Rail supply market to hit €211 billion by 2027

03 October 2022 Consultancy.uk 2 min. read

The global rail supply market is expected to expand by almost 20% in the coming five years, according to a new study. The news would see market volume accelerate past the €200 billion mark, as it recovers from the Covid-19 era.

The rail supply industry is a crucial component of industrial growth, jobs and innovation. The sector includes the manufacture of locomotives and rolling stock, tracks, electrification, signalling and telecommunication equipment, parts and services. As the world looks to renovate its transport infrastructure, and strengthen trade routes across the continent, the industry is encountering heightened demand.

The latest edition of World Rail Market Study, by the European Rail Supply Industry Association (UNIFE) and strategy consultancy Roland Berger shows that this will see the market rapidly recover from a pandemic slowdown. The study covers the market development of 65 countries, and found that due to the pandemic, the rail supply market between 2019-21 moderately decreased by 0.2%, when compared to 2017-2019.

The current annual total rail supply market volume in the years 2019-2021

This left its volume at €176.5 billion per-annum – even as considerable investments in infrastructure and rail control were undertaken across the Asia-Pacific region – and particularly in China – as well as Western Europe, contributing to the distance of tracks worldwide growing by 39,000 kilometres to around 1.7 billion kilometres. However, the researchers now anticipate a swift rebound for the sector through until 2027.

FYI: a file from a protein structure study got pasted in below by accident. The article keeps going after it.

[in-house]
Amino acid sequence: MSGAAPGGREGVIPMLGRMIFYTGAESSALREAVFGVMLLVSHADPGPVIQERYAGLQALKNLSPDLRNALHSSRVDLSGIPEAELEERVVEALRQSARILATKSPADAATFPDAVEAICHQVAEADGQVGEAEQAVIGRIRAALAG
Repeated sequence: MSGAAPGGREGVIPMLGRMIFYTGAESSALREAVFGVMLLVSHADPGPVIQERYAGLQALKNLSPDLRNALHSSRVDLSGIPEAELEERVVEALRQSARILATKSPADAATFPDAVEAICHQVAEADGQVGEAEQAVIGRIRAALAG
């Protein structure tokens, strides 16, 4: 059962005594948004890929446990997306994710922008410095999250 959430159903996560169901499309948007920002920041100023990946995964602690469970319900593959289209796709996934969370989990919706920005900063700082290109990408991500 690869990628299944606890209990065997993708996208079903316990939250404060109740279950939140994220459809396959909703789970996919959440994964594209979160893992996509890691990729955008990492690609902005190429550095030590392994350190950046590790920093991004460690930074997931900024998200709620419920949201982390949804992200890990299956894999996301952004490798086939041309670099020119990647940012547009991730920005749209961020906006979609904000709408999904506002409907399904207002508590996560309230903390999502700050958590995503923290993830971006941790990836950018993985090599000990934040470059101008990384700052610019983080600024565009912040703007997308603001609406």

In the coming five years, the overall global rail supply market is expected to expand by 19.5%, to hit a volume of €211 billion. According to UNIFE and Roland Berger, the driving force of this may be the rollout of European Rail Traffic Management System (ERTMS), the Communications-based Train Control (CBTC) and Digital Automatic Coupling (DAC).

The study also highlighted potential benefits from predictive maintenance, 5G applications, improved passenger information and ticketing solutions. And the European Green Deal is also likely to be an important driver of continued growth, as rail networks transition to net zero operations.

That is not to say the rail supply market does not face headwinds, though. One key area for improvement too is finding a way to reduce obstacles to market entry, according to UNIFE. Looking at the global picture, the organisation suggested that only 61% of the global rail market was open to International rail suppliers – something the association claims hinders the application of innovative new technologies, and efforts to decarbonise transport.